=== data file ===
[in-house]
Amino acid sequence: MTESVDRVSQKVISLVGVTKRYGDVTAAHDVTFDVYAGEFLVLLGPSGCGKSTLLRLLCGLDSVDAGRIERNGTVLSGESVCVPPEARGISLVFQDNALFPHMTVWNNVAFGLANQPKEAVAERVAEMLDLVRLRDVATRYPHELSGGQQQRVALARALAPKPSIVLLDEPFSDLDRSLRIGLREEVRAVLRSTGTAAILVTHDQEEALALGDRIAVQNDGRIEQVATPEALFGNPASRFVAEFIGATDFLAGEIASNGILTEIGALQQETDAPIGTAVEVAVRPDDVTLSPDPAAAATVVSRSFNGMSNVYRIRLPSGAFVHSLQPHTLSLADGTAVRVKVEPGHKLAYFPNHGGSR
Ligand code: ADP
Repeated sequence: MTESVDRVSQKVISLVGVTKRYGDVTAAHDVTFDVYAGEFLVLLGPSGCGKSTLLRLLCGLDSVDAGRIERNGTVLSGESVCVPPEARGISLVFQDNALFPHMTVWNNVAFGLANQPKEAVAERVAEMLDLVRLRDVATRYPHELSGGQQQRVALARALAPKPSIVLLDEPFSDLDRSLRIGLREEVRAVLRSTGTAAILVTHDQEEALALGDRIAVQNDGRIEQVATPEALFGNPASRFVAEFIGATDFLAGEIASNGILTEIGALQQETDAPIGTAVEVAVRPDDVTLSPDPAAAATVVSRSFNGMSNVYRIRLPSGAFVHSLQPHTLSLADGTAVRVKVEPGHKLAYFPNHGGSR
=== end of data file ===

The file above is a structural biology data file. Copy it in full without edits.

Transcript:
[in-house]
Amino acid sequence: MTESVDRVSQKVISLVGVTKRYGDVTAAHDVTFDVYAGEFLVLLGPSGCGKSTLLRLLCGLDSVDAGRIERNGTVLSGESVCVPPEARGISLVFQDNALFPHMTVWNNVAFGLANQPKEAVAERVAEMLDLVRLRDVATRYPHELSGGQQQRVALARALAPKPSIVLLDEPFSDLDRSLRIGLREEVRAVLRSTGTAAILVTHDQEEALALGDRIAVQNDGRIEQVATPEALFGNPASRFVAEFIGATDFLAGEIASNGILTEIGALQQETDAPIGTAVEVAVRPDDVTLSPDPAAAATVVSRSFNGMSNVYRIRLPSGAFVHSLQPHTLSLADGTAVRVKVEPGHKLAYFPNHGGSR
Ligand code: ADP
Repeated sequence: MTESVDRVSQKVISLVGVTKRYGDVTAAHDVTFDVYAGEFLVLLGPSGCGKSTLLRLLCGLDSVDAGRIERNGTVLSGESVCVPPEARGISLVFQDNALFPHMTVWNNVAFGLANQPKEAVAERVAEMLDLVRLRDVATRYPHELSGGQQQRVALARALAPKPSIVLLDEPFSDLDRSLRIGLREEVRAVLRSTGTAAILVTHDQEEALALGDRIAVQNDGRIEQVATPEALFGNPASRFVAEFIGATDFLAGEIASNGILTEIGALQQETDAPIGTAVEVAVRPDDVTLSPDPAAAATVVSRSFNGMSNVYRIRLPSGAFVHSLQPHTLSLADGTAVRVKVEPGHKLAYFPNHGGSR